I’ve had the privilege of celebrating International Women’s Day in Armenia on five occasions. It might well be one of my favorite holidays, second only to International Children’s Day on June 1 (also my birthday, for those of you who wish to note it in your calendars). The only hard part about celebrating women in Armenia is narrowing down the countless women to admire. But I want to take a moment to tell you about a few women important in my life.
Gayane was my first close friend in Armenia. We ended up friends by mere chance nearly 13 years ago, but have remained friends by choice. Almost the same age, but separated by countless cultural norms, not to mention language, we had to work to understand each other. She colored outside of the lines in comparison with most village girls, but never enough to cause a scandal. Together we raised the eyebrows of neighbors by picnicking with a bottle of wine on a rock in the river and having a leisurely conversation in the village square when only men did such things. It’s hard to pinpoint when a person decides to be utterly devoted to a friendship. My devotion to Gayane may have begun when we hiked up to a khatchkar on the side of a mountain and she insisted on wearing heels.
I should have seen then that her heels were indicative of a deeper resolve to achieve the seemingly impossible. After meeting and marrying an American man, she traveled with him to South Korea to teach English for a year. Now keep in mind that this was the same woman whose English skills during our friendship consisted of phrases like: “Is your armchair comfortable?” But we lost touch for a few years, so I didn’t hear about those experiences until they had moved to New York City to start a new life together. Ever defying the expectations of the world, Gayane was able to support her husband while he earned a master’s degree, first at a miserable telemarketing job and later at a major U.S. corporation. Today, the girl from the village can be found commuting to work or taking their son to and from day care. At breakneck speed. In her heels.
After living in Armenia for a few years, I met Gohar, the epitome of sincerity and wisdom that she is. In the early 1990’s, Gohar and her brother traveled to Greek-Cyprus to work in the tourism industry for a few years, earning enough to buy her own flat upon returning to Yerevan. Her apartment is cozy and comfortable, and it’s an honor to be hosted there. She takes great pride in putting her signature on it, painting her own door and walls, and renovating her bathroom. You appreciate it more when you remember that she does this as a single woman, unperturbed by the traditional expectations that some may try to impose on her.
Another girl born and raised in a village, Gohar represents humility and hard work and a willingness to take risks. One of the early adopters of volunteerism in its truest form (not the mandatory volunteerism of the Soviet era), she exemplifies service for native and Diasporan Armenians alike in her work at the Fuller Center for Housing in Armenia. Coming to the native homeland for the first time can be both exciting and stressful for many diasporans. She serves as one of those precious bridges that can help people understand where Armenia has been, where it is now, and where it can be. I wish for everyone to know someone like Gohar. She could teach the world that generosity, kindness, and optimism can bring only good things.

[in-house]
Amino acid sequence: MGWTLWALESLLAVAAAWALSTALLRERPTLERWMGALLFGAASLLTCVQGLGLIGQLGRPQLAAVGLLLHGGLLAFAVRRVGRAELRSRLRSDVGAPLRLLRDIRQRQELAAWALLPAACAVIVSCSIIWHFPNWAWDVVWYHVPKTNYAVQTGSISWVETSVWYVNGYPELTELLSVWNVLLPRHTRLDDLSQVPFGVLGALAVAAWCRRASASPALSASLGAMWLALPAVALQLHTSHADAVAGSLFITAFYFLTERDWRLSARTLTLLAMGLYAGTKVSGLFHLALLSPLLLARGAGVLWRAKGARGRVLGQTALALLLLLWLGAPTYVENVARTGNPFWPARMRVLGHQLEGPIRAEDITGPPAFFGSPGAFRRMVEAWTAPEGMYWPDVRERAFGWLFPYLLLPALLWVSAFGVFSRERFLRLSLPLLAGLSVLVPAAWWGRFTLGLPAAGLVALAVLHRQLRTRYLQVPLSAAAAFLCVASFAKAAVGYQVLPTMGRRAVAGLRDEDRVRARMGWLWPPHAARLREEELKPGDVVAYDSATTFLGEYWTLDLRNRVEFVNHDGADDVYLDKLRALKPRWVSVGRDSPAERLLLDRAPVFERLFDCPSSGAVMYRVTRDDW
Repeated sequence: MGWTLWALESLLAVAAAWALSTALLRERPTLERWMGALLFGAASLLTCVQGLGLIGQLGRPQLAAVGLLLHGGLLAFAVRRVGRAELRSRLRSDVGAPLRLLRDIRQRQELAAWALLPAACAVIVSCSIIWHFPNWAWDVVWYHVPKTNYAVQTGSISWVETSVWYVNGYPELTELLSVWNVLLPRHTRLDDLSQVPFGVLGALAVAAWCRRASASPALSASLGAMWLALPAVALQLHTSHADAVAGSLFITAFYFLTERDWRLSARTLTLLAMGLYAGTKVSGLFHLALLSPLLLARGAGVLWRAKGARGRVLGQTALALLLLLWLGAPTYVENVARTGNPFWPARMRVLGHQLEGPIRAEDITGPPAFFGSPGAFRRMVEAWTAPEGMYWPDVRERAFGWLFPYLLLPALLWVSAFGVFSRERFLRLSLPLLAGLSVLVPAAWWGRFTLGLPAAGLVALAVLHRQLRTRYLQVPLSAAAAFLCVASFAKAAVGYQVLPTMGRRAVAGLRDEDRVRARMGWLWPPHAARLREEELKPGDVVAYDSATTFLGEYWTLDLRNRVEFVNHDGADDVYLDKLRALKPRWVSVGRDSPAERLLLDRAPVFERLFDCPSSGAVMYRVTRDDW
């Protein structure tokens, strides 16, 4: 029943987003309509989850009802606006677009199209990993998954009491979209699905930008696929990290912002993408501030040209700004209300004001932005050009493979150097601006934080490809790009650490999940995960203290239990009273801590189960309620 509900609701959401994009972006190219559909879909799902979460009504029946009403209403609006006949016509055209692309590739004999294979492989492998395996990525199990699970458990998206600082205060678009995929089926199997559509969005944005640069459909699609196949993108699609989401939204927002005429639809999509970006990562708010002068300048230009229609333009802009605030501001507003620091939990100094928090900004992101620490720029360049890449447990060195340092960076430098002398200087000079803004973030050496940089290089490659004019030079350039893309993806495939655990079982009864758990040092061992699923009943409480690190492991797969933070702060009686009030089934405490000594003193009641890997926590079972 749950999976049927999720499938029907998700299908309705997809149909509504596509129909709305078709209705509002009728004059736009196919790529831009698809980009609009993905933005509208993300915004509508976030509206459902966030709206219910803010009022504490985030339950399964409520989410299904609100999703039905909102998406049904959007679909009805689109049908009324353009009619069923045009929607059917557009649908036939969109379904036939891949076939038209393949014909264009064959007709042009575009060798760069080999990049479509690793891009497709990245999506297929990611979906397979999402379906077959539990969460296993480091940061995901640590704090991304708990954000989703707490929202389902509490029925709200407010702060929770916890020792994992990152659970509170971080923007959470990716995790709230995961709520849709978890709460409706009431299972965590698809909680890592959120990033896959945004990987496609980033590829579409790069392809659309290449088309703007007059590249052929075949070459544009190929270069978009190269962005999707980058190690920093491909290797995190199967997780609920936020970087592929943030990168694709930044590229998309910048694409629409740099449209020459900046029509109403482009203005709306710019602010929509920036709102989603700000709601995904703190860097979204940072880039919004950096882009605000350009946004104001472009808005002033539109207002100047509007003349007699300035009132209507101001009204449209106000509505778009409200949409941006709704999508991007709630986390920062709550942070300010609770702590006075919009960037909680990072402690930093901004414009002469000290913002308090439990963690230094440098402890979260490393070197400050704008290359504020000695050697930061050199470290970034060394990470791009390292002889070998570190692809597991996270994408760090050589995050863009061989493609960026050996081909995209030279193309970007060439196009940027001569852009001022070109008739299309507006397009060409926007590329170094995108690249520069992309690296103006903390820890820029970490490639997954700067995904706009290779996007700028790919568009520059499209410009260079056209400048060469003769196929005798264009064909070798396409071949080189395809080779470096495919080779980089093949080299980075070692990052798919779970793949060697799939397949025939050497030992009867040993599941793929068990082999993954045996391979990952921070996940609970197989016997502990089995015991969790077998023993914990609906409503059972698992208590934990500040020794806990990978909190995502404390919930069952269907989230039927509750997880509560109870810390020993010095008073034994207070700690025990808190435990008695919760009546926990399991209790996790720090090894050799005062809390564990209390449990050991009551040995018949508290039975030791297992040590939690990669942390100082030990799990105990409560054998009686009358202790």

Just when I needed a dose of inspiration while living in Armenia, I met Rouzan and the wonderful people at the Manana Youth Center. Rouzan and her husband had founded the organization in the early 1990’s. While most people were focused on the basic necessities of food, they recognized that children’s hunger for learning could not be ignored. They welcomed me as a regular attendee of their journalism class for 12-year-olds. At the center, then lacking even basic amenities, I saw Rouzan challenge these kids—and me, for that matter—to think about how to improve their homeland without money, without people in power, without grown-ups. These kids asked tough questions about complicated issues. And they corrected my grammar.
Time and again Rouzan and her husband have invested their own resources for the sake of children in the community. There were times when it wasn’t clear whether the work could go on, but Rouzan is scrappy and her passion is contagious. Their efforts have blossomed into a center that profoundly develops the creative potential of Armenian youth, earning the youth dozens of international awards for their journalism, filmmaking, photojournalism, and animation projects. I can scarcely think of a better example of the potential for excellence in Armenia. And I can think of no one who is a stronger advocate for children than Rouzan (and I believe that her husband and children would quite agree with me).
It is with these few words that I want to celebrate the women of Armenia. There aren’t enough flowers in the world to express my gratitude for the inspiration they have been to me. These women represent the Armenian values of hospitality, strength, compassion, knowledge, and creativity. They are symbolic of what is good in Armenia, and what is good in the world. And they are what I think of when someone asks me about Armenia.
Kristi Rendahl lived and worked in Armenia from 1997 to 2002, and has since visited three times. She remains active in Armenian issues, and can’t wait to return during the summer of 2010.